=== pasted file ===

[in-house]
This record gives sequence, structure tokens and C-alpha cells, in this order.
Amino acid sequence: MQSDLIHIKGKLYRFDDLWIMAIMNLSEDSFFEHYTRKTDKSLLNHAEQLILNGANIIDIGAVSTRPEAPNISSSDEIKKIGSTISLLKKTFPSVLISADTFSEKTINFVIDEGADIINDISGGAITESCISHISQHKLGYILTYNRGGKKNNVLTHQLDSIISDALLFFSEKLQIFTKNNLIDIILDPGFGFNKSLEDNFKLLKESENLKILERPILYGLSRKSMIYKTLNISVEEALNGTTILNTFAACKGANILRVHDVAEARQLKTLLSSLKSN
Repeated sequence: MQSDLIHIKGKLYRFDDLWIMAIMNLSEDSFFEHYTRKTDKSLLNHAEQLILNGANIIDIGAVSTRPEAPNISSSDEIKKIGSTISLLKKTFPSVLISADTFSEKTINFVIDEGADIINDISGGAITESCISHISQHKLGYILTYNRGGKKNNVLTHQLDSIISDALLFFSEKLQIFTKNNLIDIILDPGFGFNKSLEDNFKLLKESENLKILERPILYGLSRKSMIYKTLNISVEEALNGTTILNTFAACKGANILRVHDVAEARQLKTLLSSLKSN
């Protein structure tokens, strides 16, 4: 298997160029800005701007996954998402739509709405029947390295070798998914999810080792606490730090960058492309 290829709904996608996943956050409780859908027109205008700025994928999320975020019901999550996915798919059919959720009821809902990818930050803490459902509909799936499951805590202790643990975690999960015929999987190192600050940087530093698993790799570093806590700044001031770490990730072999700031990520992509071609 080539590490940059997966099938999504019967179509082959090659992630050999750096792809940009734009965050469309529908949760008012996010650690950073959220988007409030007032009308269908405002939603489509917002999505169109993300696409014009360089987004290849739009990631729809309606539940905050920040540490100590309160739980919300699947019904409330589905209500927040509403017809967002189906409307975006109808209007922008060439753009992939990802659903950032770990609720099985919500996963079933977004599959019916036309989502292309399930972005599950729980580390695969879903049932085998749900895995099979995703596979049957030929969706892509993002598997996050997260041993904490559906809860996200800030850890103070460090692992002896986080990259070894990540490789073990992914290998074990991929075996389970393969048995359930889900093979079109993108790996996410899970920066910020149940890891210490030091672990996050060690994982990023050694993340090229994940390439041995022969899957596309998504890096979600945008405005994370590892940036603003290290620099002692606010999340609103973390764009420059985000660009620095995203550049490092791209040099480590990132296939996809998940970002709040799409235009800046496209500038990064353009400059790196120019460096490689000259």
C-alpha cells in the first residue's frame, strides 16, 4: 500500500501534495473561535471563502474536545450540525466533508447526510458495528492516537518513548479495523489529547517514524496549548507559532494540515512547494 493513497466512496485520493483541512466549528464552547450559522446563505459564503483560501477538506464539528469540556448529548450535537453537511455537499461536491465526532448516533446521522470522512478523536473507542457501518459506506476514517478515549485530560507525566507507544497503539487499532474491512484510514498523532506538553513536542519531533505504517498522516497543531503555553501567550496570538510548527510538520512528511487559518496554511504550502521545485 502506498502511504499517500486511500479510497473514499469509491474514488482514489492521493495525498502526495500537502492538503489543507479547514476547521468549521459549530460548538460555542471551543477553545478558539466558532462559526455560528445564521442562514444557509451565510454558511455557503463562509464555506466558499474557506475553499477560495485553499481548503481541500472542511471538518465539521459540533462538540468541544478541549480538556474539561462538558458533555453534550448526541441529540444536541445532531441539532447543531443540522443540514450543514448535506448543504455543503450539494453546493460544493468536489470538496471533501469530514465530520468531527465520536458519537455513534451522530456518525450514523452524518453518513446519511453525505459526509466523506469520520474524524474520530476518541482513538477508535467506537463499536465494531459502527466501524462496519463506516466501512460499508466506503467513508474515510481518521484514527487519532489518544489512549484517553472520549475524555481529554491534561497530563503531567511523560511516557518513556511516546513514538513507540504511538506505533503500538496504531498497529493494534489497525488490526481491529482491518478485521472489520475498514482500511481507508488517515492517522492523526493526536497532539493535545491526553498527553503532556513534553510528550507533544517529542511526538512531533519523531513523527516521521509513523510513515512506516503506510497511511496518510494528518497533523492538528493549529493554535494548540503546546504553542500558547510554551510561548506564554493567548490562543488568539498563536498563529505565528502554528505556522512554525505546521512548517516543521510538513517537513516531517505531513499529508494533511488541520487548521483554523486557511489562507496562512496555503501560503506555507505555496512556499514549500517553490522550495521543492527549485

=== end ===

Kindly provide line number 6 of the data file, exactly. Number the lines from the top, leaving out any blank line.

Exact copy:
C-alpha cells in the first residue's frame, strides 16, 4: 500500500501534495473561535471563502474536545450540525466533508447526510458495528492516537518513548479495523489529547517514524496549548507559532494540515512547494 493513497466512496485520493483541512466549528464552547450559522446563505459564503483560501477538506464539528469540556448529548450535537453537511455537499461536491465526532448516533446521522470522512478523536473507542457501518459506506476514517478515549485530560507525566507507544497503539487499532474491512484510514498523532506538553513536542519531533505504517498522516497543531503555553501567550496570538510548527510538520512528511487559518496554511504550502521545485 502506498502511504499517500486511500479510497473514499469509491474514488482514489492521493495525498502526495500537502492538503489543507479547514476547521468549521459549530460548538460555542471551543477553545478558539466558532462559526455560528445564521442562514444557509451565510454558511455557503463562509464555506466558499474557506475553499477560495485553499481548503481541500472542511471538518465539521459540533462538540468541544478541549480538556474539561462538558458533555453534550448526541441529540444536541445532531441539532447543531443540522443540514450543514448535506448543504455543503450539494453546493460544493468536489470538496471533501469530514465530520468531527465520536458519537455513534451522530456518525450514523452524518453518513446519511453525505459526509466523506469520520474524524474520530476518541482513538477508535467506537463499536465494531459502527466501524462496519463506516466501512460499508466506503467513508474515510481518521484514527487519532489518544489512549484517553472520549475524555481529554491534561497530563503531567511523560511516557518513556511516546513514538513507540504511538506505533503500538496504531498497529493494534489497525488490526481491529482491518478485521472489520475498514482500511481507508488517515492517522492523526493526536497532539493535545491526553498527553503532556513534553510528550507533544517529542511526538512531533519523531513523527516521521509513523510513515512506516503506510497511511496518510494528518497533523492538528493549529493554535494548540503546546504553542500558547510554551510561548506564554493567548490562543488568539498563536498563529505565528502554528505556522512554525505546521512548517516543521510538513517537513516531517505531513499529508494533511488541520487548521483554523486557511489562507496562512496555503501560503506555507505555496512556499514549500517553490522550495521543492527549485